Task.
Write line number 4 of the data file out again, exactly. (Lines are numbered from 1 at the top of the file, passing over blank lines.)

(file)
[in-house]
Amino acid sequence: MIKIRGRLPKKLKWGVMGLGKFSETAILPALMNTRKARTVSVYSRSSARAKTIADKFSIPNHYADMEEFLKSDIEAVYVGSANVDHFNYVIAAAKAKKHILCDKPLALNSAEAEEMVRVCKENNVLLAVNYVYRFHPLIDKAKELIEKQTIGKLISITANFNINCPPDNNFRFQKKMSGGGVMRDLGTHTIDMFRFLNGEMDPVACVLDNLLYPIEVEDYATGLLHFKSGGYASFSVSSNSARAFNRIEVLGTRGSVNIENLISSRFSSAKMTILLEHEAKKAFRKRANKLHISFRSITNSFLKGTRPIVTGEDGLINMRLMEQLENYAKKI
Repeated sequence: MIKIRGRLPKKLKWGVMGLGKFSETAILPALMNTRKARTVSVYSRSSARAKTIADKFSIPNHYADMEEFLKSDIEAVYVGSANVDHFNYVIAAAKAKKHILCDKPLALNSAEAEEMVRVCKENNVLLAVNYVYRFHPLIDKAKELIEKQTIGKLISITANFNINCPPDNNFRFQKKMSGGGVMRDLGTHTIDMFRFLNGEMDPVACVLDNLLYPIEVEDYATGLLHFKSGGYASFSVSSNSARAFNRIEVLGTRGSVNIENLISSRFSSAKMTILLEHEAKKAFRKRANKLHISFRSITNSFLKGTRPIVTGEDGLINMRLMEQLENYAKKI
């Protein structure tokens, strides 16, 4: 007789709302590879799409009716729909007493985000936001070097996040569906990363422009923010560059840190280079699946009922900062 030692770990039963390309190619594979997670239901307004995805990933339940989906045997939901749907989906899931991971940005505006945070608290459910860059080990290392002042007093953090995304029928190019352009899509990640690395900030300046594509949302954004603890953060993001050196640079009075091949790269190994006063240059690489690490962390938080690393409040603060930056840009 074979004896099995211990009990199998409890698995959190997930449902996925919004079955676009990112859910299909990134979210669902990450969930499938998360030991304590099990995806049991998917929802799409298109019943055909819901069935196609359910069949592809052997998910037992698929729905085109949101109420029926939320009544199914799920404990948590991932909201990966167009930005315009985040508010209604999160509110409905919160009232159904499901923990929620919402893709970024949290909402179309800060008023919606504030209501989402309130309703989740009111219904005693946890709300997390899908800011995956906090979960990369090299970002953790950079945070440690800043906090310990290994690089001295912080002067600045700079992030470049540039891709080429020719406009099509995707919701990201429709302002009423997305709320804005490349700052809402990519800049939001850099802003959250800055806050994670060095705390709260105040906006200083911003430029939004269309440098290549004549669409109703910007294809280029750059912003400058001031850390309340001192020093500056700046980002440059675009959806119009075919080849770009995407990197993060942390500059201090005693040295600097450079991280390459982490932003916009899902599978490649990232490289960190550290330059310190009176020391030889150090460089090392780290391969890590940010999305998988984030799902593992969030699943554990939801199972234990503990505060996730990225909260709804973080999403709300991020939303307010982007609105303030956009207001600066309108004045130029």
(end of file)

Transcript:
């Protein structure tokens, strides 16, 4: 007789709302590879799409009716729909007493985000936001070097996040569906990363422009923010560059840190280079699946009922900062 030692770990039963390309190619594979997670239901307004995805990933339940989906045997939901749907989906899931991971940005505006945070608290459910860059080990290392002042007093953090995304029928190019352009899509990640690395900030300046594509949302954004603890953060993001050196640079009075091949790269190994006063240059690489690490962390938080690393409040603060930056840009 074979004896099995211990009990199998409890698995959190997930449902996925919004079955676009990112859910299909990134979210669902990450969930499938998360030991304590099990995806049991998917929802799409298109019943055909819901069935196609359910069949592809052997998910037992698929729905085109949101109420029926939320009544199914799920404990948590991932909201990966167009930005315009985040508010209604999160509110409905919160009232159904499901923990929620919402893709970024949290909402179309800060008023919606504030209501989402309130309703989740009111219904005693946890709300997390899908800011995956906090979960990369090299970002953790950079945070440690800043906090310990290994690089001295912080002067600045700079992030470049540039891709080429020719406009099509995707919701990201429709302002009423997305709320804005490349700052809402990519800049939001850099802003959250800055806050994670060095705390709260105040906006200083911003430029939004269309440098290549004549669409109703910007294809280029750059912003400058001031850390309340001192020093500056700046980002440059675009959806119009075919080849770009995407990197993060942390500059201090005693040295600097450079991280390459982490932003916009899902599978490649990232490289960190550290330059310190009176020391030889150090460089090392780290391969890590940010999305998988984030799902593992969030699943554990939801199972234990503990505060996730990225909260709804973080999403709300991020939303307010982007609105303030956009207001600066309108004045130029």